A brain imaging study supports growing evidence linking fructose to weight gain.
Flu forecasts may soon become a news staple.
Seaweed-covered corals emit a chemical that entices goby fish to clean them.
Children in the classic “Stanford Marshmallow Study” may have been more strategic than we thought.
Short-wave ultraviolet radiation can clear dangerous germs from hospital rooms.
Killer whale moms live long past menopause, apparently to support and protect their adult sons.
Deforestation can lead to droughts hundreds of miles away.
Populations of ocean bacteria have a few designated fighters, which release antibiotics that don't harm their own community.
People living as hunter-gatherers burn roughly as many calories per day as those in industrialized countries.
Strategically placed grass, ivy, and other greenery can significantly improve air quality in urban centers.
Lyme disease correlates with the waning fox population, not an increase in deer.
“Smart” headlights improve visibility by illuminating the road ahead, but not raindrops or snowflakes.
Men that sire children later in life may pass on an advantage to their grandchildren.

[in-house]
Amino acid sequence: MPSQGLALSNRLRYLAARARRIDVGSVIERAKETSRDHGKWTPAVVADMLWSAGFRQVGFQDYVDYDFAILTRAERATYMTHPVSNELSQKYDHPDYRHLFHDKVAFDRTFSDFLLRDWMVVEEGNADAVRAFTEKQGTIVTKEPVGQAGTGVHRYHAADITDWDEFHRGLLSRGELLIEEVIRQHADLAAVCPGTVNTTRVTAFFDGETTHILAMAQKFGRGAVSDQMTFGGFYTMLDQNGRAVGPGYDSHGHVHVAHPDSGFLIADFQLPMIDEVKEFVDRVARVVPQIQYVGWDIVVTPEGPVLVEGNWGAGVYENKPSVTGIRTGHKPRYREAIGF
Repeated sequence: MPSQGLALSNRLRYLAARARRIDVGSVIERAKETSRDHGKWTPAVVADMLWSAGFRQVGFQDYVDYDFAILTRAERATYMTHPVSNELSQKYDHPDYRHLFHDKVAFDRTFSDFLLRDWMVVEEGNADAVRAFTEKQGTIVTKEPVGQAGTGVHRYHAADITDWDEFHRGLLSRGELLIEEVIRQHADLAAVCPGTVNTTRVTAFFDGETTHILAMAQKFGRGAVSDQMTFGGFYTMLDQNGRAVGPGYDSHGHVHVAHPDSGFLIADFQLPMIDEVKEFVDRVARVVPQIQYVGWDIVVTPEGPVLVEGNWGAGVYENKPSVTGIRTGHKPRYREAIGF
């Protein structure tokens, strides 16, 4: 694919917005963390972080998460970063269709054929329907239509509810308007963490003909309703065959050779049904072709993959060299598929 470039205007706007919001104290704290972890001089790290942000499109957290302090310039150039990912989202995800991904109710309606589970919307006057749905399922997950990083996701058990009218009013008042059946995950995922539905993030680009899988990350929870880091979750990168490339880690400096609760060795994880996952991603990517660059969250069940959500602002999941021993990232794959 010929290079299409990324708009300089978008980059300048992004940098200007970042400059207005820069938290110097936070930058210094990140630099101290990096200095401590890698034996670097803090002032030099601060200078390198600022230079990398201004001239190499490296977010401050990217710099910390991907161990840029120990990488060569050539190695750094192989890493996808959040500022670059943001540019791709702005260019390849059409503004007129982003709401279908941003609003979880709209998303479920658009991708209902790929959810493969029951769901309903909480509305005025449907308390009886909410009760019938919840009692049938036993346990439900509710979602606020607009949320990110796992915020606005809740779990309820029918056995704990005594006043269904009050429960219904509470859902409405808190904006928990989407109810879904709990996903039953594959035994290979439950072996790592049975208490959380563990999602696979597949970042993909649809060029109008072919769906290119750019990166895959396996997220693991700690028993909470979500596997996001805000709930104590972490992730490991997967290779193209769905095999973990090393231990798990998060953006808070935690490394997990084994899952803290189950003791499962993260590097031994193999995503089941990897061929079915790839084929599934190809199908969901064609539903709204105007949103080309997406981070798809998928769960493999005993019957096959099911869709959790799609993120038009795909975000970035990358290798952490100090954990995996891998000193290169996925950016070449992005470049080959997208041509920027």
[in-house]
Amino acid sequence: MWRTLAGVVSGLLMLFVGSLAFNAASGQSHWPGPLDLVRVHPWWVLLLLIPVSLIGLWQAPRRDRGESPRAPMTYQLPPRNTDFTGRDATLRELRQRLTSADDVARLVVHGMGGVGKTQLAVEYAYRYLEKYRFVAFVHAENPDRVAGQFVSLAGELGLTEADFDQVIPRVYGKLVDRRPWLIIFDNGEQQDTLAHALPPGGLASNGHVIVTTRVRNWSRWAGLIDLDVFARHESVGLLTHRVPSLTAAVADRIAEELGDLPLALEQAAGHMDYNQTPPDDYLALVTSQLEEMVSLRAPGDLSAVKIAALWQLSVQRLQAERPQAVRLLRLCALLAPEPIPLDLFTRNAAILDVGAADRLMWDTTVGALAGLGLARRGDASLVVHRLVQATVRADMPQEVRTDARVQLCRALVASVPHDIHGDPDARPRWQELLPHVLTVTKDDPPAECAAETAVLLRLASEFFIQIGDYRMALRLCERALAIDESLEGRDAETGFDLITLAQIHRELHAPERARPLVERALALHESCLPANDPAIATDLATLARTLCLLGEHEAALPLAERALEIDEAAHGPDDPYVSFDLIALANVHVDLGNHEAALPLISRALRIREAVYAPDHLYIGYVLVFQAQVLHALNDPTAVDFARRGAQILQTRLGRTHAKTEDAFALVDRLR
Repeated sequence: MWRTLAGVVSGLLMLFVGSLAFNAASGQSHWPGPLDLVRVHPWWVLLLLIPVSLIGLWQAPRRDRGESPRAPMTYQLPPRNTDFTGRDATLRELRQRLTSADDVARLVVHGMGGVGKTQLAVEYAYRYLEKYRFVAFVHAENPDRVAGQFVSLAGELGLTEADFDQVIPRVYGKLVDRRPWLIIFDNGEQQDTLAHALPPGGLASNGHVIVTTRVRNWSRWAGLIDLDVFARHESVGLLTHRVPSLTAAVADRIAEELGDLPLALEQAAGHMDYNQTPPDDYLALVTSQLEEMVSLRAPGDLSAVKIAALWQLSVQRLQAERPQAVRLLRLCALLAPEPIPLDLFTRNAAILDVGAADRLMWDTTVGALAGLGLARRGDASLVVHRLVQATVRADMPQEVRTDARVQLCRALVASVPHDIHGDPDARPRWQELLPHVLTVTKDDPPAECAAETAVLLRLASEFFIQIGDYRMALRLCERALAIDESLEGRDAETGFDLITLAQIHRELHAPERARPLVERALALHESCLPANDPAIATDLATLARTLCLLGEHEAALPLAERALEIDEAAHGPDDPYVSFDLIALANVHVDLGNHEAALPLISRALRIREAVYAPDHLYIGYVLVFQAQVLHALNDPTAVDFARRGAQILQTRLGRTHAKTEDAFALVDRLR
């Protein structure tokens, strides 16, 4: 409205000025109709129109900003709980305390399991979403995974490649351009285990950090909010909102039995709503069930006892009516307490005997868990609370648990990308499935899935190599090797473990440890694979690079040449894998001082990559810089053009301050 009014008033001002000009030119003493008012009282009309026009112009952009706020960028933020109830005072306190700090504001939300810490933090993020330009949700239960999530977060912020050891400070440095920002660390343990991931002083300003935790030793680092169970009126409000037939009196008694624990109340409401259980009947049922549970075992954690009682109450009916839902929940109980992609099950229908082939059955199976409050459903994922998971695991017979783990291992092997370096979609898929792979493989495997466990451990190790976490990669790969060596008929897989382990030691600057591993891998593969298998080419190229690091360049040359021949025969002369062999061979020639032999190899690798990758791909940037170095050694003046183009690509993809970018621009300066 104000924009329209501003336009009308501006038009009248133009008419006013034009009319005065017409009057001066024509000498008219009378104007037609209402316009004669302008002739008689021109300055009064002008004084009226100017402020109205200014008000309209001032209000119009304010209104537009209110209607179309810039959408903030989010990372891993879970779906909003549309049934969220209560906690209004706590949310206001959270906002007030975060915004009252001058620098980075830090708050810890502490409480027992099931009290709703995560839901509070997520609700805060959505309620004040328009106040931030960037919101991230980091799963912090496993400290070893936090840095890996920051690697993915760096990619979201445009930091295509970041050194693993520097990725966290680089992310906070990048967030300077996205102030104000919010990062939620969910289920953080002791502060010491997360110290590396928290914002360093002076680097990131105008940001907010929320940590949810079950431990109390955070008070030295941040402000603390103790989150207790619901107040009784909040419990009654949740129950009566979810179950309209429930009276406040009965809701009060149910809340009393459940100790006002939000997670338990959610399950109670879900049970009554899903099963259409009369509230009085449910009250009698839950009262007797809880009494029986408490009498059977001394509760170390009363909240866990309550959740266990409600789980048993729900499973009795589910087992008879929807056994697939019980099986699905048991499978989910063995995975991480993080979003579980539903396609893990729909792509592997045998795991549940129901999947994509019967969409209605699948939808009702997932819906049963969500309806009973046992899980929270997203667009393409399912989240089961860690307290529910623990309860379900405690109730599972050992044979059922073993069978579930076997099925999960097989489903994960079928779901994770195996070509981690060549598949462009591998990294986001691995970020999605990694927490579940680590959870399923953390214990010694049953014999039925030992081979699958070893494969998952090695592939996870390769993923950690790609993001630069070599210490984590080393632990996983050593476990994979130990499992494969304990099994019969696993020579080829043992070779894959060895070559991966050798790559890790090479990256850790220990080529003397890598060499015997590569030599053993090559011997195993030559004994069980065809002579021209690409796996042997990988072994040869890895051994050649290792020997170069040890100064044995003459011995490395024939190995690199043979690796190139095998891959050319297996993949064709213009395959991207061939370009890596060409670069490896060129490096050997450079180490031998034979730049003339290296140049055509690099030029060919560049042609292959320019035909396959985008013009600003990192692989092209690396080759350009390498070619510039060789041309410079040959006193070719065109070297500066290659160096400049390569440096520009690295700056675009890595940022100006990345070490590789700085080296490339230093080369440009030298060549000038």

Mice that eat only during certain hours avoid obesity and related health problems—even on a high-fat diet.
The antidepressant Zoloft affects cell membranes in yeast, which lack the brain chemical the drug targets.
Eliminating bears, wolves, and other top predators has far-reaching consequences.
Taking antibiotics early in life can lead to asthma, according to a study in mice.
Fossilized raindrop impressions, preserved for 2.7 billion years, may reveal new information about Earth's history.
New research adds 2 more rare blood type systems to a surprisingly long list.
A rare genetic mutation makes people very short, but also resistant to cancer and diabetes.